Raising butterflies in your backyard garden

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By Deb Quantock McCarey

Contributing reporter/Nature blogger

A year ago this month, at the close of the inaugural meeting of the West Cook Wild Oneat Green Home Experts in Oak Park is where and when I began talking with veteran butterfly gardener Stephanie Walquist about her ongoing passion.

Stephanie, a former high school English teacher turned self-taught butterfly expert and educator, told me that by doing less work with our end-of-the-year garden and yard clean-up, we could protect butterflies by helping them overwinter in our yards. 

By mid-September, that go-to and easy-to-buy-into gardening tip of doing less to gain more made me want to further explore Stephanie's certified butterfly garden and landscape.  I also asked for a guided tour of what she really meant by that, got one, and, of course, many of you tagged along.

Recently, when I found a few Monarch eggs on the leaves of my alley-side Common Milkweed plants -- a gift from the local birds, I suspect, which is the larval hosts for Monarch butterflies -- we grabbed our gear and asked Stephanie if she would be so kind as to do another down-to-the-ground lesson about why/how/where/when specific butterfly species lay their eggs and complete their life cycles in her Oak Park backyard.

My take-away from this butterfly egg hunt and biology lesson was that any of us gardeners can grow butterflies, from egg to release, in our own backyards... if we cultivate the proper butterfly host and nectar plants, plus (if we are serious about this) perhaps purchase a simple butterfly gardening kit for fun, as this butterfly gardening enthusiast and board member of West Cook Wild Ones has done.

Or, if all that is a bit overwhelming for you, well, it's natural to just sit back and let Mother Nature take her course. At least that is what I have decided to do.  So, in 30 days from me discovering those itsy, bitsy eggs on my milkweed's leaves means that I am now fairly certain that a few new Monarchs will arrive just in time to light on the blooms of my Buddleia davidii, (Butterfly Bush), where its big beautiful flowers attract and feed a bunch of butterflies, especially by mid-August when so many of them burst out into the light of day.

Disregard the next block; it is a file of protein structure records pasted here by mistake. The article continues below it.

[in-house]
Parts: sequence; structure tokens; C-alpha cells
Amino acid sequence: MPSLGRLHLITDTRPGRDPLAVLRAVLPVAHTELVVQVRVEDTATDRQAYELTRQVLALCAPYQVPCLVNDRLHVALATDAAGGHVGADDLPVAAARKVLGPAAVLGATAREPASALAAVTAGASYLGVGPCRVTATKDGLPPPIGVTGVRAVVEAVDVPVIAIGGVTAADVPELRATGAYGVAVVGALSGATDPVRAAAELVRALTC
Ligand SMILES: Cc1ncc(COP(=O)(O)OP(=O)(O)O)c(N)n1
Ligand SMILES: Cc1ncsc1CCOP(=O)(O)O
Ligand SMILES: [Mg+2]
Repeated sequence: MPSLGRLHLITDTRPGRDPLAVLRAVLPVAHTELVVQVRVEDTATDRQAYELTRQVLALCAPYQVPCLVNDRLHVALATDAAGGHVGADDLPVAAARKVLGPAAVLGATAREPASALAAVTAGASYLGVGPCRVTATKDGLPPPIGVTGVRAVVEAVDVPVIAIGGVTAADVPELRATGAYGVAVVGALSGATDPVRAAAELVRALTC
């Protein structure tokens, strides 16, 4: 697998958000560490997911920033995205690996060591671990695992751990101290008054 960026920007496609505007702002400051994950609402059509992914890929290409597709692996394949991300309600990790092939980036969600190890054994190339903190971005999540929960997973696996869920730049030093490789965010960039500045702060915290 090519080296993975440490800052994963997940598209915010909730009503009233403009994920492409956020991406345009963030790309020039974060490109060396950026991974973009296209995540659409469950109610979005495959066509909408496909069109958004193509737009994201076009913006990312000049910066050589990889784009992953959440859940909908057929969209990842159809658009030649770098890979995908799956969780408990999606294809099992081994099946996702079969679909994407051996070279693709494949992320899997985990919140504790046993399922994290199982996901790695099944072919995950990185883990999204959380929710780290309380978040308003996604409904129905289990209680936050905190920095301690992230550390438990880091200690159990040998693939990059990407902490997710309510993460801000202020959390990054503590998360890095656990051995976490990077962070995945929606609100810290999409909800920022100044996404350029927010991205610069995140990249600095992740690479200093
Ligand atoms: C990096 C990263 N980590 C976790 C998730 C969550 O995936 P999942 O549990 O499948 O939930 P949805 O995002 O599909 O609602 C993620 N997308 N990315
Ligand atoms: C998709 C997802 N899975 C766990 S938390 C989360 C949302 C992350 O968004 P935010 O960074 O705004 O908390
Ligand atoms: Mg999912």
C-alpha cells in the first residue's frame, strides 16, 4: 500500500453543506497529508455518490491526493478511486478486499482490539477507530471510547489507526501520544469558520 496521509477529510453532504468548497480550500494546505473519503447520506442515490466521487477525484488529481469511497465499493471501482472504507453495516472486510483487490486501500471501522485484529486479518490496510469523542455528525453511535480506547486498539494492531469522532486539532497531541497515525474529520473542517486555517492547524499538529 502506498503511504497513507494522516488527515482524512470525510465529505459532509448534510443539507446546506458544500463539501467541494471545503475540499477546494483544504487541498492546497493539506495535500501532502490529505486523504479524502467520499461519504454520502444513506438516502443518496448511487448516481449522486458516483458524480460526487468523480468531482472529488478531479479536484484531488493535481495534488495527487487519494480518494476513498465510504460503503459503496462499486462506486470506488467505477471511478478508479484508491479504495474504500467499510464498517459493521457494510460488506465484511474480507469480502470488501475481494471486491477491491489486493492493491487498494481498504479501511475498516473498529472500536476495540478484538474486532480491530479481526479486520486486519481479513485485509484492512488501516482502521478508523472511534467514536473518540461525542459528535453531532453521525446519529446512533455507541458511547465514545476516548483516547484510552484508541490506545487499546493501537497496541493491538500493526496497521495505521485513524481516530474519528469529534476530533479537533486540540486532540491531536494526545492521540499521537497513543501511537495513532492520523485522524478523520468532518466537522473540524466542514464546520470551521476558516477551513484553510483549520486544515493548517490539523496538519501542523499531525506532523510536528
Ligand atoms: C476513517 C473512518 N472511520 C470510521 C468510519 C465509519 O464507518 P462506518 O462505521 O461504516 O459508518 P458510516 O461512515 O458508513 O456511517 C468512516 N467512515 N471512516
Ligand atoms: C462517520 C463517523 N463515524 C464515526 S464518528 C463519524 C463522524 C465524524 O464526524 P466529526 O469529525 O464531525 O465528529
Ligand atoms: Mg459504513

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Reader Comments

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Deb Quantock McCarey from Oak Park, Illinois  

Posted: July 14th, 2014 4:53 PM

That's great, Rachel. Today, a neighbor harvested all of her fennel and on it found a Black Swallowtail caterpillar. So, knowing I had dill here, she dropped that little guy over. While I was out putting it on the Dill, a mature Swallowtail fluttered by. Now, that was cool.

Rachel Benoit from Oak Park  

Posted: July 14th, 2014 11:29 AM

Wonderfully done, Deb and Stephanie! I had swallowtails for the first time this year, and hope to add more host plants soon.

Deb Quantock McCarey from Oak Park, Illinois  

Posted: July 14th, 2014 8:02 AM

On a FB post linked to this blog, a friend asked me if Monarchs eat all varieties of milkweed. I responded with a link, http://nativeplantwildlifegarden.com/help-monarchs-with-the-right-milkweeds/, then Stephanie Walquist piped in w/ more: "The Mama Monarch may have a preference for a particular type of milkweed; often it's based on what she ate as a caterpillar. Butterfly Weed (Asclepias tuberosa) is one that is usually stated as not being used very often by Monarchs, and that is what I have usually observed in my own gardens. Swamp MIlkweed (Asclepias incarnata) is usually the preferred one. But this spring, I saw a female Monarch swoop right by a beautiful Swamp Milkweed and opt to lay her eggs on the A. tuberosa so that is probably what she developed on. Butterfly weed since it is such a "dry" plant makes the caterpillar have to eat more of it in order to grow. So, not all milkweeds are the same. Fascinating stuff. http://monarchnet.uga.edu/MonarchBiology/." Thanks, Stephanie!

Don Nekrosius from Oak Park  

Posted: July 13th, 2014 9:08 AM

Butterflies are magical beings and your guest offers quite specific methods and plant materials to support their presence in our lives. Thanks again, Deb, for opening your backyard on the garden "beet." Oh, and Kevin does a great job. I especially like his tracking the first flight of a monarch up up and away. Let's hope we all plant pollinator friendly hosts.

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